Missed opportunities of the book

It’s these missed opportunities and more that are scattered across the book. The author offers compelling arguments but mostly fails to provide accurate references and sources for most of the facts, statistics and evidence argued. I found it rather hard to not be too critical as the author is passionate about education. Professor Mohale was recently offered a full professorship at the Johannesburg Business School (JBS) College of Business and Economics to teach global MBA students as mentioned in the book.

As my lecturers constantly shout from the roof- and I to our students- academia dictates backing up of arguments with referenced research. As a chancellor of the University of the Free State, the author ought to be fully aware of such expectations. Citations were inconsistent and even non-existent in some chapters of the book. The expectation is further brought from a few testimonials in the book that emphasized the author’s passion for data and timely statistics.

For instance, Professor Wiseman Nkuhlu Chancellor of the University of Pretoria stated that Mohale has a keen interest in facts that are scientifically proven information.

“He is very methodical and clinical in his thought processes and analysis” Prof Nkhhlu maintained. Look, no one denies Mohale’s leadership skills and the various achievements he has in corporate South Africa and now in education, however, I failed to locate the scientific approach and comprehensive analysis of facts throughout most chapters in the text.

Part Seven of the book titled Ethics and Part Sustainability-which could have been combined into one section- were the most disappointing for me. The author missed an opportunity to address timely issues on corporate corruption and state capture directly. Possible solutions in regards to unethical business practices from major companies such as KPMG, Bosasa, Trillion Capital, SAA and Bain could have been discussed instead we met with more rhetoric. There was a missed opportunity to emphasise the triple bottom line approach that big businesses could use to create a better economy.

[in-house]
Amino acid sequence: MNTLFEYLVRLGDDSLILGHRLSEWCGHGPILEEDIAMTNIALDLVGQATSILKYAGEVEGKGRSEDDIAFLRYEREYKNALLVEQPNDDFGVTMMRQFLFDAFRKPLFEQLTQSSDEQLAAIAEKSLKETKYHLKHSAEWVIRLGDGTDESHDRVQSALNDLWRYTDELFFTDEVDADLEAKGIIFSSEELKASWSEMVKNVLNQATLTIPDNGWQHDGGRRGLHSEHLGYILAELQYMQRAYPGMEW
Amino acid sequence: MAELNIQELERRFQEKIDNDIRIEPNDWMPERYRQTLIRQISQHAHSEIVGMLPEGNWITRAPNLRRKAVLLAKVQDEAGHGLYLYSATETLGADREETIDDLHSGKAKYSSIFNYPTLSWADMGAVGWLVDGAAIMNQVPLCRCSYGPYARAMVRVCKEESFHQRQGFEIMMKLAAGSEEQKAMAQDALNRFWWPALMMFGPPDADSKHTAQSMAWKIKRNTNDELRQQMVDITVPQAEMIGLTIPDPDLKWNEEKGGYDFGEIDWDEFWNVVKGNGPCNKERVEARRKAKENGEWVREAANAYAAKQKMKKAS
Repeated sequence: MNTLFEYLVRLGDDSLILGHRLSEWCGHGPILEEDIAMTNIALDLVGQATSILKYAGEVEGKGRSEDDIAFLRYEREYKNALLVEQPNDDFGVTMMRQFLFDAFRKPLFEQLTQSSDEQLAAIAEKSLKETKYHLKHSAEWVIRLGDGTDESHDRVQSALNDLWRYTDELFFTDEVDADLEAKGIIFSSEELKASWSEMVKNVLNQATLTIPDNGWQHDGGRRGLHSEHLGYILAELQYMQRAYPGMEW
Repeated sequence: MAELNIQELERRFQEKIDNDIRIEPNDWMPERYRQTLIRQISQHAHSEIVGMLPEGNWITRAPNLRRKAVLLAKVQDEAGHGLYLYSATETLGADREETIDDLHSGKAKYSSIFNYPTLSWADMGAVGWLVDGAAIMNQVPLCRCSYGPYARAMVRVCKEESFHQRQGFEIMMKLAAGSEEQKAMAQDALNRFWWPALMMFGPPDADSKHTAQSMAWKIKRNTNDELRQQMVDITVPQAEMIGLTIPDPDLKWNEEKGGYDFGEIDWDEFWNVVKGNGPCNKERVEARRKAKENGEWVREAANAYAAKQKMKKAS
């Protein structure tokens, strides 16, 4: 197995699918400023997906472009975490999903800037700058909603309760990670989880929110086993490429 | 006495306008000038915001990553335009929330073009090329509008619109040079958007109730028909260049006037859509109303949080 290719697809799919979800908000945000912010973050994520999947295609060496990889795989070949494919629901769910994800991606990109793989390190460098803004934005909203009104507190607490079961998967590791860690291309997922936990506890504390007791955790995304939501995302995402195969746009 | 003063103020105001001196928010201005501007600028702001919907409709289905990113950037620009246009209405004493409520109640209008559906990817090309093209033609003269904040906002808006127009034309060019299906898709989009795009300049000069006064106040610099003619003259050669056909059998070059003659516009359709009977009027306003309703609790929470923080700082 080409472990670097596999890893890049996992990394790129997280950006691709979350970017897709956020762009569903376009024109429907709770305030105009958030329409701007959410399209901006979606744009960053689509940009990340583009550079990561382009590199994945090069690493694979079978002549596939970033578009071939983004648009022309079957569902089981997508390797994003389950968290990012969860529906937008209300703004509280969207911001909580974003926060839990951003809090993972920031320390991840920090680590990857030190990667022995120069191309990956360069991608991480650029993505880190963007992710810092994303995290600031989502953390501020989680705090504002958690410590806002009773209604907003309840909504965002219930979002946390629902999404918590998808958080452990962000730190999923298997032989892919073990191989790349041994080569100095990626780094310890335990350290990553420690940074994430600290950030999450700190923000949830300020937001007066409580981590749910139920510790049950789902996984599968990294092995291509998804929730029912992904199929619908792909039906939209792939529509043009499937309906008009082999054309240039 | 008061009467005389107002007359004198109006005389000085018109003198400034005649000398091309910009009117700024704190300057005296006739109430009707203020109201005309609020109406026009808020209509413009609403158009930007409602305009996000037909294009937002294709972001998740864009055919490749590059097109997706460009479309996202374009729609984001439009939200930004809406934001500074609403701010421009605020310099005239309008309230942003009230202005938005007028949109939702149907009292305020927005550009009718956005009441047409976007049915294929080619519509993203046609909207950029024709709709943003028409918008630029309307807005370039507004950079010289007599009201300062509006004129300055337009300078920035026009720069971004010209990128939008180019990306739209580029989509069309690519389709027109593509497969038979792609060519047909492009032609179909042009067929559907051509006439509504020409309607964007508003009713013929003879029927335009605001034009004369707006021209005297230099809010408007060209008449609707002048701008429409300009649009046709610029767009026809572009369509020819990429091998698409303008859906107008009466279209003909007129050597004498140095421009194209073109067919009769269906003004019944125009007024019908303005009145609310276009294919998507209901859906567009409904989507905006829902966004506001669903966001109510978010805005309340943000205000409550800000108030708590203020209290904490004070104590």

Undoubtedly the country needs ethical leadership as the book argues and as an entrepreneur, facilitator, and father my thirst for practical solutions and case studies for ethical leadership is enormous. These pages promised to deliver in that regard however my thirst is still unabated. Lastly, there was no resounding word on how big business can support SMMEs in these trying times to rebuild the economy, thus indirectly suggesting leadership only exist in big corporates.

In regards to the question of whether public speakers thrive on stage and page, I am of the view that Mohale is a better speaker than a writer. He demands to be heard than read. On stages and media platforms Mohale speaks with unquestionable authority; however, I was not convinced that he delivers the same from a writing perspective.

Similar to Chika Onyeani’s Roar of the African Lion (2015) which didn’t live up to Capitalist Nigger (2000), Behold The Turtle also suffers from the sophomore book curse. Like seeing all your favourite musicians collaborating for an album, excited at the prospects because you have seen their live performances. But when you listen to the album you are awfully disappointed. Instead of “fresh insights and wisdom” as the book’s synopsis promises, this latest offering is rather filled with rhetorical arguments we have heard before from the other authors, political analysts, academics and the general public.

Conclusion 

Overall, however, the undiluted optimism radiates throughout the book. To create a better normal, the author argues that some focus areas towards recovery may entail improving health and wellness; improving business efficiencies and better socio-cultural behaviour by society being more kind and caring. Family man, a servant and thought leader Bonang Mohale is a corporate preacher condemning white-collar crimes and brings heat to those hiding behind boardroom tables feeding from nation’s cookie jars. He is a veteran of corporate leadership with an unshakable passion for people development; sadly his message may not have been properly packaged and fails in delivering a timely and ground-breaking book for a pandemic world.

.Rolland Simpi Motaung is a writer and entrepreneur.